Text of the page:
Liberation is very poorly understood before Hurlers.
It is not an evil outcome.
It is an overthrow of the very source of tyranny itself, after all.
All the others are just “let’s have tyranny but with funny trackbeasts” or “let’s have tyranny, but with a say in what flavor it is”
During the first event I got confused about the global quality and I think that’s the way it should be: a limited number of crates and the faction that amasses the most when time or number runs out, wins.
It doesn’t make much sense to have a quality that lowers or raises like it was with the Urchin wars.
Well as Lord Vetenari puts it “ You see, the only thing the good people are good at is overthrowing the bad people. And you’re good at that, I’ll grant you. But the trouble is it’s the only thing you’re good at. One day it’s the ringing of the bells and the casting down of the evil tyrant, and the next it’s everyone sitting around complaining that ever since the tyrant was overthrown no one’s been taking out the trash. Because the bad people know how to plan. It’s part of the specification, you might say. Every evil tyrant has a plan to rule the world. The good people don’t seem to have the knack.” from Guards! Guards! By Terry Pratchet
The trope of well-organized tyrants is boring.
It’s also, if that needed saying, incorrect.
Well sure, of course tyrants don’t actually work in real life. Although if we’re talking about what works and doesn’t work in real life, destroying the thing that makes almost all life possible is pretty high on the doesn’t work side.
I’d agree. My main worry with the liberationists is that I do not trust the Calendar Council. While Irem’s recent stuff gives a slightly nicer view of a potential Liberation, the original destinies very much painted it as a revolution at the cost of most of the poor and disenfranchised and with the empowerment of those who already were the worst (The Capitivating Princess definitely first in that, but it’s a sad feature that the rulers of each city seem to survive everything while everyone else gets shafted). I feel like the Emancipationists honestly have a more practical program for radical change that won’t cause everyone to die just so that a few assorted rich folks can say they broke every conceivable law (I have the same trouble with the Devils).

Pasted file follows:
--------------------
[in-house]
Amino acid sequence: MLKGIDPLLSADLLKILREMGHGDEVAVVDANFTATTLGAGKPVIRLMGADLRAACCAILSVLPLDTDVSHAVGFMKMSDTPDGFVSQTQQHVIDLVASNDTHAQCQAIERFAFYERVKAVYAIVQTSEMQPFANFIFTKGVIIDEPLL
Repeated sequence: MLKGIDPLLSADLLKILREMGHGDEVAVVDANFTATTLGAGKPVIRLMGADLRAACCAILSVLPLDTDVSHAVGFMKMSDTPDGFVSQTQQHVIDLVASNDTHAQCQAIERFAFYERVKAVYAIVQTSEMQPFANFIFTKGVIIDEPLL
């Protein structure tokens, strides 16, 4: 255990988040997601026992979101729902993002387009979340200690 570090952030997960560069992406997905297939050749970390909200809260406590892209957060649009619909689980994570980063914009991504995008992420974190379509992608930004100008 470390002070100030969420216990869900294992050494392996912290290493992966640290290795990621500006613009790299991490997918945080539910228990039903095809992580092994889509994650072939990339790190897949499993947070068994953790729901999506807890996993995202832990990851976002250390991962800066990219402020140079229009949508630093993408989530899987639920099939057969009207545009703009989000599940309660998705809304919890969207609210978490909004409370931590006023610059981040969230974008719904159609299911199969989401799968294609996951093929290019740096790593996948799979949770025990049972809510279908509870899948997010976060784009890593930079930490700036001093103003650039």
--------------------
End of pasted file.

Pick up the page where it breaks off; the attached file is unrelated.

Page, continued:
I will totally agree on the issue of well-organised tyrants. The judgements are not a better option here.
It’s very clear from the lore that FL universe is very different from ours.
The suns are the epitome of tyranny (it is not called a Chain of Being for no reason), and also, there are direct accounts of possible futures where everything is fine, actually, without the suns.
Anyway: I did not want to make a polemic for the liberation of Night, people should make up their own minds, but I did want to contradict false assumptions.
Let’s not forget about January’s “speech” about the Liberationists before founding the city: Ask her about the Liberationists (January) - Fallen London Wiki. I don’t have a linki with the echo, so here’s the text from my notes.
In the dark
From her pocket she takes something the size of a pocketwatch, and turns a dial. At once, the lamplight goes black. You cannot see a line around the door, or any indication of which way might lead outside.
No: it isn’t enough to say that the light is gone. You must say the darkness is present: thick as cream, dark as a Midnight Matriarch. Your breath slows. Your thoughts clarify. Obligations feel less pressing.
Only after a long, sacramental pause does January say, “This is the Liberation.” Her voice is deeper and more resonant than when she speaks in the light.
It is an unexpected thing that the conversation on the fate of crates turns into the debate on the fates of the world
With this background, my point seems impertinent and stupidly profane, as it is actually about the crates.
I wonder what happens if the two factions get exactly the same number of crates? Or if we just open all the crates ourselves? I understand there’s little chance to know, and this only makes me more curious!
I like opening the crates. It’s kind of a gamble, and it’s fun! Probably less profitable than turning them in (I haven’t count the exact numbers, but it does turn a load of crap from time to time), but I’m not after the strictly highest profit. The element of surprise really does it)
if they get the same number of crates, all the factions of the Neath realise that they really just want to make people’s lives better, and so they work together, bringing the Neath into a new golden age of peace and prosperity.
Or we find out whether it rounds up or down.